The cardio-vascular benefit of playing football could lead to an individual living longer; but this benefit could be more than offset by the (possible) brain damage caused by heading a football.  A five-a-side or kick-ball game will have cardio-vascular benefits without the (possible) cognitive decline caused by heading.  The exercise benefits of football can still be achieved, with a 5-a side game, where the ball is played on the ground. 

4:  Video on the Cost of Football, Heading and Brain Injury to Health Services


YouTube Video

PART 4)  The Need for a Preventative Sport and Dementia Strategy


1: The Need for a Preventative Sport and Dementia Strategy 


In the 19th century a doctor, in London, made a hypothesis and was able to trace an outbreak of cholera back to a contaminated water pump.  The closure of this water pump led to the elimination of the source of the disease. The football industry could learn from this experience.  Action could be taken to reduce the level of dementia in former footballers.  A kick ball game could be introduced without any heading.  This measure could be introduced without a complete understanding of the relationship between playing football and  then suffering from dementia.   Preventative action can be taken without a full understanding of the scale of the health problem; as was the case with the reduction in cholera.  


Scientific research would help in understanding the possible link between football and dementia.  The government needs to fund studies to this effect.  There is already a parliamentary report  which examined sport and brain injury. A strategy now needs to be formulated to reduce the impact of sport on the brain.  A preventative approach is needed, so that action can be taken before the incidence of brain damage increases.  Such a pre-emptive strategy would be similar to policy advice to reduce flooding and anti bacterial resistance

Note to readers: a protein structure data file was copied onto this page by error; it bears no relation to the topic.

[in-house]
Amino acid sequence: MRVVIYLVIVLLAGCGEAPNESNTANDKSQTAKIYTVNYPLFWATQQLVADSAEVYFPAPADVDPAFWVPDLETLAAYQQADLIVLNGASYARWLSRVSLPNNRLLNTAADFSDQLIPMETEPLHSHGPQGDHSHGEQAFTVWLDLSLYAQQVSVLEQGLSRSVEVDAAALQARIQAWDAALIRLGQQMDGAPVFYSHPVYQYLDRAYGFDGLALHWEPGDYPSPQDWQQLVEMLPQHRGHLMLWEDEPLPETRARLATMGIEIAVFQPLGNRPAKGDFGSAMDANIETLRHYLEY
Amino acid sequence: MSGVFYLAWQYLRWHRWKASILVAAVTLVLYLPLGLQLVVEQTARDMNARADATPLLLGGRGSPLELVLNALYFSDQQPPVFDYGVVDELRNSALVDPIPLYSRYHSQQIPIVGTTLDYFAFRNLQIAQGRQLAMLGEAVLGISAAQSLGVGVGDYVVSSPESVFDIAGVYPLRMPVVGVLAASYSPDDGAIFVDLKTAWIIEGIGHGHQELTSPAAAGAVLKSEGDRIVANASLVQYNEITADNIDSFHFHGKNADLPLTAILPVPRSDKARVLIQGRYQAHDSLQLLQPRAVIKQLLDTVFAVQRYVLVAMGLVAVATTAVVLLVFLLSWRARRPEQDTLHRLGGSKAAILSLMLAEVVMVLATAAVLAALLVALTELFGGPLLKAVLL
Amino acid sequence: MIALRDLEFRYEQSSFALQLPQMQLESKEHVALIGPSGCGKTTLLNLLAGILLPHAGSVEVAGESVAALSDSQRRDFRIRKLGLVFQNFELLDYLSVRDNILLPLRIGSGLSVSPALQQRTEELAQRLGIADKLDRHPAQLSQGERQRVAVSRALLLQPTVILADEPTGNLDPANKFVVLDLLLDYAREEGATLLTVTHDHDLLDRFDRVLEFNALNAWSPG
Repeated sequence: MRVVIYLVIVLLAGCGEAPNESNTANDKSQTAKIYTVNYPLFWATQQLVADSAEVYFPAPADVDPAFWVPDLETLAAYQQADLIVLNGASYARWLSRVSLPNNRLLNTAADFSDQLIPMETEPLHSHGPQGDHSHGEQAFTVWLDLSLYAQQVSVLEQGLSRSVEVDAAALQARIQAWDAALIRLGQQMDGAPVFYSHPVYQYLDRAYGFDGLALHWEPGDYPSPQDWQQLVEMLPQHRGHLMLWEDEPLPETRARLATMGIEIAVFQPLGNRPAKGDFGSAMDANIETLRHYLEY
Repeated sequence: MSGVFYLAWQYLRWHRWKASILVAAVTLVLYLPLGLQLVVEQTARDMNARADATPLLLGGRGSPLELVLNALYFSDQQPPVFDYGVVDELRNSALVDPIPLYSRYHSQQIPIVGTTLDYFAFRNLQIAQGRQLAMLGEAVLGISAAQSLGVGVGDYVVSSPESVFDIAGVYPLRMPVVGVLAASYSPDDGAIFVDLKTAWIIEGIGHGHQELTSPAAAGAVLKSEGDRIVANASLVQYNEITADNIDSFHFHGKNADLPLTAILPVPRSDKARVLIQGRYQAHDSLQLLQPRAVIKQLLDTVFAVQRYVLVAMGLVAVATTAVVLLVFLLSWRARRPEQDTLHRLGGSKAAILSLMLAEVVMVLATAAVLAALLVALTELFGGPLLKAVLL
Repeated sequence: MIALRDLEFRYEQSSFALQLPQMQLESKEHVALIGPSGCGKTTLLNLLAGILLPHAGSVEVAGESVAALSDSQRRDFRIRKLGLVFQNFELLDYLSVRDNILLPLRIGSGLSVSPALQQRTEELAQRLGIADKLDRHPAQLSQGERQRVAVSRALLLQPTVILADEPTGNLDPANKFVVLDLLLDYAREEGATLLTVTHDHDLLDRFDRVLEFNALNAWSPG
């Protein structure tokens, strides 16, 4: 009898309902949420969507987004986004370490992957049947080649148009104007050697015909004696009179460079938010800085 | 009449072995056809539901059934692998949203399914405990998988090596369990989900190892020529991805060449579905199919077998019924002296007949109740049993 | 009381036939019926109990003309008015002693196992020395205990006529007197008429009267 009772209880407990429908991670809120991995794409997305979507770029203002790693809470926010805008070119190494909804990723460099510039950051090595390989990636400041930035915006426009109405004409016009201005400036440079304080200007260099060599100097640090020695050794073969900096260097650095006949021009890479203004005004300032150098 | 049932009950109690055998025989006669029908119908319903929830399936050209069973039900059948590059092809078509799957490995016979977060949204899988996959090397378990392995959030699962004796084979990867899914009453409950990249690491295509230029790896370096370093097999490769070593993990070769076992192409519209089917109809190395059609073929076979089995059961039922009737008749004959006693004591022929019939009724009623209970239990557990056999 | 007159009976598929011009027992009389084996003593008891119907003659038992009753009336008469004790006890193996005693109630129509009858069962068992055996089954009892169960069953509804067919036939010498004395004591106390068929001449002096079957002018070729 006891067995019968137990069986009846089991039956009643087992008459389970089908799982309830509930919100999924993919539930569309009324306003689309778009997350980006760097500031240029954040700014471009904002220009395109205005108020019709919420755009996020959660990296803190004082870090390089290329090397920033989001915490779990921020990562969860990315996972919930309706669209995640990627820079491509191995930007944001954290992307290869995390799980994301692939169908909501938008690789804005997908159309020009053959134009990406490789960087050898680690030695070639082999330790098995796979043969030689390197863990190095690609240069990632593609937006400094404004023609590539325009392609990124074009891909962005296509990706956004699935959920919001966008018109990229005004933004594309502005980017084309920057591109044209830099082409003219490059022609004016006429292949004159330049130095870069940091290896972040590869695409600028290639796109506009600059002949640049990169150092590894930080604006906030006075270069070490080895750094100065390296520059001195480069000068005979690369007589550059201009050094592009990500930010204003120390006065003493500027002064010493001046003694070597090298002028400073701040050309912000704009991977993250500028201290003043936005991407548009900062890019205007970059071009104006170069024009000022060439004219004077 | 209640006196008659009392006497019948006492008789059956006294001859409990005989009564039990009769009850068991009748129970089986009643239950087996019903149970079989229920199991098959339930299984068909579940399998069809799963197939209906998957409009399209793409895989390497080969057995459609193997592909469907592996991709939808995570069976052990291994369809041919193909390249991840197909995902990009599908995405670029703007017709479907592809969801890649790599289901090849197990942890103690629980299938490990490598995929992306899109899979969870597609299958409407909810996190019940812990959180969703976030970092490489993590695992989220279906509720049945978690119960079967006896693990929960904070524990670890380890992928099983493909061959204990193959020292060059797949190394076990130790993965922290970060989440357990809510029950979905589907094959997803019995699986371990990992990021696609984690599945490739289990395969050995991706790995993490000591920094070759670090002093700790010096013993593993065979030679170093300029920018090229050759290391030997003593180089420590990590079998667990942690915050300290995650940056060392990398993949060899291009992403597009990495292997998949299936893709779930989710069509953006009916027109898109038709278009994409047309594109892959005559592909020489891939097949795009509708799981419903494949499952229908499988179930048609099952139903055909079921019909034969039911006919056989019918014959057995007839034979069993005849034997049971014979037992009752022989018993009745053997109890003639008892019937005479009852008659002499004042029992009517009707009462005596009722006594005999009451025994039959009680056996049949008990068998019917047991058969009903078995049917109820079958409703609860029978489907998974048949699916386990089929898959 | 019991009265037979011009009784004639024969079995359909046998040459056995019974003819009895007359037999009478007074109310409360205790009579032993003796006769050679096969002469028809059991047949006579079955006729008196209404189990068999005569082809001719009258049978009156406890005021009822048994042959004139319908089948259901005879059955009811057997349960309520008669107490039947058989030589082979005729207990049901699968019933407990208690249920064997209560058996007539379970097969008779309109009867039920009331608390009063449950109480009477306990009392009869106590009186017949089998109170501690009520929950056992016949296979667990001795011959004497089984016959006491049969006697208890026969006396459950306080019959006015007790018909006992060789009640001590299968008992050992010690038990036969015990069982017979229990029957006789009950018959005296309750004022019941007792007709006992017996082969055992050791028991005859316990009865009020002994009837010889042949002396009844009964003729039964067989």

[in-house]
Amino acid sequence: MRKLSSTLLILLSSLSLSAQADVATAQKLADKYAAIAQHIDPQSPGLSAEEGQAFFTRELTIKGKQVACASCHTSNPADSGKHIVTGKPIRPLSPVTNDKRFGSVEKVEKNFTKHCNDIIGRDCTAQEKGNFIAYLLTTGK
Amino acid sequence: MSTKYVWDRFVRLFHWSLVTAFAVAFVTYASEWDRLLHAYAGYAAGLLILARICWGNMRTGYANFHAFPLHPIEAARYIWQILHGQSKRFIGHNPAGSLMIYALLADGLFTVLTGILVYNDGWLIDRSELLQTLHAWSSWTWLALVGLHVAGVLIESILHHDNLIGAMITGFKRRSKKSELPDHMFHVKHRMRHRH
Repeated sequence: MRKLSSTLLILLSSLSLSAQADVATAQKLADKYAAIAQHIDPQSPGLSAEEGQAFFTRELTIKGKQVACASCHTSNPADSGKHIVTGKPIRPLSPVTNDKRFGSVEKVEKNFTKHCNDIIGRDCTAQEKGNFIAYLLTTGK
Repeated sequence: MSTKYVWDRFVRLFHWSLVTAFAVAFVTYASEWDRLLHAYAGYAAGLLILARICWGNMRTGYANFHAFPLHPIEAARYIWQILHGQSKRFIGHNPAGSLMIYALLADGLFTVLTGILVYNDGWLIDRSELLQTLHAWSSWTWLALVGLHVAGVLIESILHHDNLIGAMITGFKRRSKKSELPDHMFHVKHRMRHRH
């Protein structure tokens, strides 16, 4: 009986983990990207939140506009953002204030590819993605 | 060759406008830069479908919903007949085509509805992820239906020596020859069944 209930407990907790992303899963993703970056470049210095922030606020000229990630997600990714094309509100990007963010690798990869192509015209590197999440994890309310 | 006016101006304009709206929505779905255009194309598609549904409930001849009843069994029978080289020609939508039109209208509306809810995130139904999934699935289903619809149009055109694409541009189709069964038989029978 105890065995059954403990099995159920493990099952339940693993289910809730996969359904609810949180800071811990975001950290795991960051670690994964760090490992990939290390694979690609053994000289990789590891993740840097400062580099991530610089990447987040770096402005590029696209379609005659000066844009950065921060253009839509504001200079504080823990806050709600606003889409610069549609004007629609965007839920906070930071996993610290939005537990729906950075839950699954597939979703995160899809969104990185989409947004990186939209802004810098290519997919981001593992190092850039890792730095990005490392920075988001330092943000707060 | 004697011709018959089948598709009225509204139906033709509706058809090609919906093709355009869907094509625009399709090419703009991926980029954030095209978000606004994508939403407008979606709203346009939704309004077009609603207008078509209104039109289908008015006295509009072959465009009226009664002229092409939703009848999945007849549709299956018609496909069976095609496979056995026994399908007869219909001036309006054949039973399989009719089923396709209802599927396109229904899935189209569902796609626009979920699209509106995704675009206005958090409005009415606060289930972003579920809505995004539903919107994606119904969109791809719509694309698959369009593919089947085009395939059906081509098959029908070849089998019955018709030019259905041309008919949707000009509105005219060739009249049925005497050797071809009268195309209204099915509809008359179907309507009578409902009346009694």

2: A Preventative Decision-Making Approach 


A preventative approach would would aim to reduce the incidence of dementia, and the costs of dementia, among former sports people.  A government study would also examine what state interventions are needed to reduce the number of brain injuries.  This would entail an evaluation of different policy options such as outright prohibition, taxation or a softer marketing approach; where the risk of heading is communicated to a footballer.  

PART 5)  Football and Heading: The Need to Resolve Conflicts of Interest 


1:  Conflicts of Interest: The Case for State Intervention in Football


The possible link between football (heading) and dementia was discussed in 1995.  The former Ireland striker Tony Cascarino stated that: "even if there was proof (of a link) I doubt if it would make much difference. It's a risk people are prepared to take.  They think of their careers and carry on taking the money".  This statement provides a justification for government intervention.   If the footballer is unwilling to protect themselves, then the state needs to interfere to protect the player, the player's family and the wider society.  This involvement needs to happen even though the link between heading a football and dementia is not fully understood.